AUGUSTA, Maine — Republicans on the Legislature’s budget committee dug in their heels Wednesday against any new spending this year with one caveat: If Democrats support an alternate minimum wage proposal to the one that will appear on the November ballot, maybe the GOP will come to the negotiating table.
Wednesday’s discussion came a day after Democrats unveiled a list of their priorities in terms of new spending on a range of previously approved but unfunded bills and initiatives that they categorize as emergencies or critical needs.
The list included emergency money for county jails, fighting drug addiction, funding to provide raises for state-level cops, money to bolster home- and community-based health services and funding to allow National Guard members to go to college tuition-free.
None of those initiatives or more than a dozen others on the Democrats’ list is important enough to dip into a $55 million revenue surplus that is expected over the next 15 months in state government, Republicans said. But they offered a trade.
“I don’t think there’s anything on this list that honestly, we couldn’t live without,” said Republican Rep. Jeff Timberlake of Turner. “We’d be willing to talk about some of the things here if we could get a competing measure [to the minimum wage referendum].”
Timberlake was referring to a citizen-initiated petition that has forced a question onto the November ballot, which after repeated failures in the Legislature, would raise the state’s minimum wage to $12 per hour by 2020. A coalition of mostly business groups has proposed a more modest increase, to $10 per hour by 2020.
So far that competing measure — which would appear as the second of three choices on the November ballot, including a “do nothing” option — has encountered opposition from Democrats who argue that its proponents sidestepped chances in recent years to support a wage increase through several failed bills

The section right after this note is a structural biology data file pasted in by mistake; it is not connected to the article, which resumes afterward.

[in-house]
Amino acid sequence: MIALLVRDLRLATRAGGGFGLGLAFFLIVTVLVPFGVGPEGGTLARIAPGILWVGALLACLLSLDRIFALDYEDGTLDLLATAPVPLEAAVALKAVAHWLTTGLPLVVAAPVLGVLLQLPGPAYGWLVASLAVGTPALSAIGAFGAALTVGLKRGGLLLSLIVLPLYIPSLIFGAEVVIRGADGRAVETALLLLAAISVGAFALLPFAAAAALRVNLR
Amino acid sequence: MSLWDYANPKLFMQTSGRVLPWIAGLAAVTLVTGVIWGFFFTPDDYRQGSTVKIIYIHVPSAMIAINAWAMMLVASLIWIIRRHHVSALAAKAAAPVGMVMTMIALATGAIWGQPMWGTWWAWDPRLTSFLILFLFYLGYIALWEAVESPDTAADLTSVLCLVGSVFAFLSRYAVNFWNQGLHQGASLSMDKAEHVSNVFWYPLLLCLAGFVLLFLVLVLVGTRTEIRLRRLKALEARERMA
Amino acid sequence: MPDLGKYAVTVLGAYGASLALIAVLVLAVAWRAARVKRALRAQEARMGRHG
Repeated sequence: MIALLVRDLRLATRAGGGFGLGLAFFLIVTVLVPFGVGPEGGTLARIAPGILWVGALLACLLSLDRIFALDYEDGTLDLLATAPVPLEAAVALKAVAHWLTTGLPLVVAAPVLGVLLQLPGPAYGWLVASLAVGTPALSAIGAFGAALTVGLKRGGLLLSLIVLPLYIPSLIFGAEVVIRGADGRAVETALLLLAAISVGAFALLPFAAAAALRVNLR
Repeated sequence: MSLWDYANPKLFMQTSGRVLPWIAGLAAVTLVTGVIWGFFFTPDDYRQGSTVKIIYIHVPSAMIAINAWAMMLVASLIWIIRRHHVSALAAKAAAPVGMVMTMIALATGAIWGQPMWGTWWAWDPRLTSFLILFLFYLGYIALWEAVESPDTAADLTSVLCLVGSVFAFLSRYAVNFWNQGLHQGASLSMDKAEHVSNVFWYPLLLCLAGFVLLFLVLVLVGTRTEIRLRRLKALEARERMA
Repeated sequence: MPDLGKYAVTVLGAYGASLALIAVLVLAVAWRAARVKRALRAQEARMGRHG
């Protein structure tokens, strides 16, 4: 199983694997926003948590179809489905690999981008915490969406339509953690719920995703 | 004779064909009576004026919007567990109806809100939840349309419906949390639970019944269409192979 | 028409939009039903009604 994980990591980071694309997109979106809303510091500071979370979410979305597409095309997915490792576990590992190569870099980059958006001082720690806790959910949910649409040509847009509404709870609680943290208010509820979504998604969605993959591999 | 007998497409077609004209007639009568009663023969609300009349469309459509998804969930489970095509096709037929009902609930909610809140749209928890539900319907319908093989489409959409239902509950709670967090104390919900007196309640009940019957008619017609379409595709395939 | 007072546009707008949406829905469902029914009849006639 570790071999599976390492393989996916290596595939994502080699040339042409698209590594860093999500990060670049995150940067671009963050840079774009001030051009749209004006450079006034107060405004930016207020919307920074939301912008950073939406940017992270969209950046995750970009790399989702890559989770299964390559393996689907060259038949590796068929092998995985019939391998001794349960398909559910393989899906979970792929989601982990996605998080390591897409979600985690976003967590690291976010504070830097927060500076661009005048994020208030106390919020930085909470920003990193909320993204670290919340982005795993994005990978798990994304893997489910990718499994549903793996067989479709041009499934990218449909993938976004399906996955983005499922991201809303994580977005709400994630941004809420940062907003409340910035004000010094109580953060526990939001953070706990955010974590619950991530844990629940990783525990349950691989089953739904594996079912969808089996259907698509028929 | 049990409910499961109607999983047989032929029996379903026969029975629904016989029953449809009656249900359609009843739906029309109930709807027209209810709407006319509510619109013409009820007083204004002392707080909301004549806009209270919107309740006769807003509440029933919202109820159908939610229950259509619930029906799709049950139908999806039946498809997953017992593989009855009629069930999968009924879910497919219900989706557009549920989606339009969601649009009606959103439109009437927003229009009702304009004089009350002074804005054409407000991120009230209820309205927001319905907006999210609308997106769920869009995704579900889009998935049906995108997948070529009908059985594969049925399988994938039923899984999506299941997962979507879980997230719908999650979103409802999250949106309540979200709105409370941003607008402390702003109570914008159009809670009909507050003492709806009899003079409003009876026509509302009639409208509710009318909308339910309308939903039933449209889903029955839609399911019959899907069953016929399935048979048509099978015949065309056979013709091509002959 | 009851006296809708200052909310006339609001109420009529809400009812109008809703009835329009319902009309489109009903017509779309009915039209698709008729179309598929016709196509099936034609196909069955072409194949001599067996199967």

Two attempts at sending to the November ballot an alternative measure have already failed in the Democrat-controlled House. Some Republicans and others are hopeful that they can revive a bill from 2015 as a vehicle to place a competing measure on the ballot.
Democrats said the list of spending initiatives they released on Tuesday, which totaled more than $43 million, was meant to start a conversation.
“We gave you our list, and I’m just wondering if you have a list,” said Democratic Sen. Linda Valentino of Saco to Republicans on the Appropriations Committee. “Do you have any priorities, or at least one priority, that you have just to get the ball rolling?”
Timberlake said Republican leaders have asked House Republicans to identify their spending priorities but that process is not yet complete. He said for the most part, the GOP is aligned with Gov. Paul LePage, who has stated forcefully that he wants the entire surplus deposited in the budget stabilization fund, otherwise known as the rainy day fund.
Rep. Gay Grant, D-Gardiner, criticized the LePage administration for refusing to consider issuing a supplemental budget, which would have both addressed spending needs and identified what money there is in surplus.
“Our purpose was to get this conversation going, and I’m glad to see it’s finally going,” said Grant. “We put a letter out [asking for financial information from the administration] and we got back nothing. That’s why we’re in an exercise where we’re stabbing in the dark, is what comes to mind.”
In recent days, House Minority Leader Ken Fredette of Newport has said that LePage would consider submitting a supplemental budget in eight months — which would be when a new Legislature is in office.
Some Democrats have their eye on another pool of money outside the General Fund surplus. The federal government recently increased its matching funds level in the Medicaid program, which could create an excess of up to $30 million by 2017 if the Department of Health and Human Services spends exactly what is currently budgeted.
“It’s fair to say that that is a place that we could use the money for direct-care workers and fighting opiate addiction,” said Rep. John Martin, D-Eagle Lake.
Any new spending this year faces multiple challenges ranging from Republicans’ refusal to support it to the fact that the Legislature is trying to adjourn this session by April 20.
“I think we need to focus on needs versus wants and some things could wait until January [when the next Legislature is seated],” said Rep. Heather Sirocki, R-Scarborough.
There could be an opening as far as LePage is concerned. Some of the bills that have been passed in the Legislature but await funding are his — including an attempt to give raises to state troopers and other law enforcement officers to deal with growing retention problems.
Without funding, that and the dozens of other bills that will die without funding could turn into a political football this election season.